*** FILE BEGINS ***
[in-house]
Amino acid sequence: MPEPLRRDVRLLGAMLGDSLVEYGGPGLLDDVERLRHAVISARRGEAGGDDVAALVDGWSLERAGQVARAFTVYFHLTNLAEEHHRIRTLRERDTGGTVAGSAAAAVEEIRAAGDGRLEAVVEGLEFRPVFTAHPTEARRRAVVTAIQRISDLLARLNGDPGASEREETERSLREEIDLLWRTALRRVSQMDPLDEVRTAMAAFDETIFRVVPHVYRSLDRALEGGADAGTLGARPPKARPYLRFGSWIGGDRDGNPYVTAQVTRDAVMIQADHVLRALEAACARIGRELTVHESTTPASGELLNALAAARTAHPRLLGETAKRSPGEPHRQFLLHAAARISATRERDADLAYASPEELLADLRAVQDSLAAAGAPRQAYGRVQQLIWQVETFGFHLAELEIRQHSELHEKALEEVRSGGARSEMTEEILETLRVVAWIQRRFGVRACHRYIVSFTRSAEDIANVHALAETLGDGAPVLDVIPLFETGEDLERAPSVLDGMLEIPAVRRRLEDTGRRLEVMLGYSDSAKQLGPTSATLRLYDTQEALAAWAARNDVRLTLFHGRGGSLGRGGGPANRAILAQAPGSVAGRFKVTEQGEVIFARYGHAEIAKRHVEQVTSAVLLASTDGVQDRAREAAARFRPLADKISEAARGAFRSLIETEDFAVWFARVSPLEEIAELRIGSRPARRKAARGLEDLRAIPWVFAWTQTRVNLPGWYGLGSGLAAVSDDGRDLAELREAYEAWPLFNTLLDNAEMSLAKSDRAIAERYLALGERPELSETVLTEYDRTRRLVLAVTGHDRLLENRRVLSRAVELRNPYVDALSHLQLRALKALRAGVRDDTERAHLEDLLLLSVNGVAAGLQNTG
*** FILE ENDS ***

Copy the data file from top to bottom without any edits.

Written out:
[in-house]
Amino acid sequence: MPEPLRRDVRLLGAMLGDSLVEYGGPGLLDDVERLRHAVISARRGEAGGDDVAALVDGWSLERAGQVARAFTVYFHLTNLAEEHHRIRTLRERDTGGTVAGSAAAAVEEIRAAGDGRLEAVVEGLEFRPVFTAHPTEARRRAVVTAIQRISDLLARLNGDPGASEREETERSLREEIDLLWRTALRRVSQMDPLDEVRTAMAAFDETIFRVVPHVYRSLDRALEGGADAGTLGARPPKARPYLRFGSWIGGDRDGNPYVTAQVTRDAVMIQADHVLRALEAACARIGRELTVHESTTPASGELLNALAAARTAHPRLLGETAKRSPGEPHRQFLLHAAARISATRERDADLAYASPEELLADLRAVQDSLAAAGAPRQAYGRVQQLIWQVETFGFHLAELEIRQHSELHEKALEEVRSGGARSEMTEEILETLRVVAWIQRRFGVRACHRYIVSFTRSAEDIANVHALAETLGDGAPVLDVIPLFETGEDLERAPSVLDGMLEIPAVRRRLEDTGRRLEVMLGYSDSAKQLGPTSATLRLYDTQEALAAWAARNDVRLTLFHGRGGSLGRGGGPANRAILAQAPGSVAGRFKVTEQGEVIFARYGHAEIAKRHVEQVTSAVLLASTDGVQDRAREAAARFRPLADKISEAARGAFRSLIETEDFAVWFARVSPLEEIAELRIGSRPARRKAARGLEDLRAIPWVFAWTQTRVNLPGWYGLGSGLAAVSDDGRDLAELREAYEAWPLFNTLLDNAEMSLAKSDRAIAERYLALGERPELSETVLTEYDRTRRLVLAVTGHDRLLENRRVLSRAVELRNPYVDALSHLQLRALKALRAGVRDDTERAHLEDLLLLSVNGVAAGLQNTG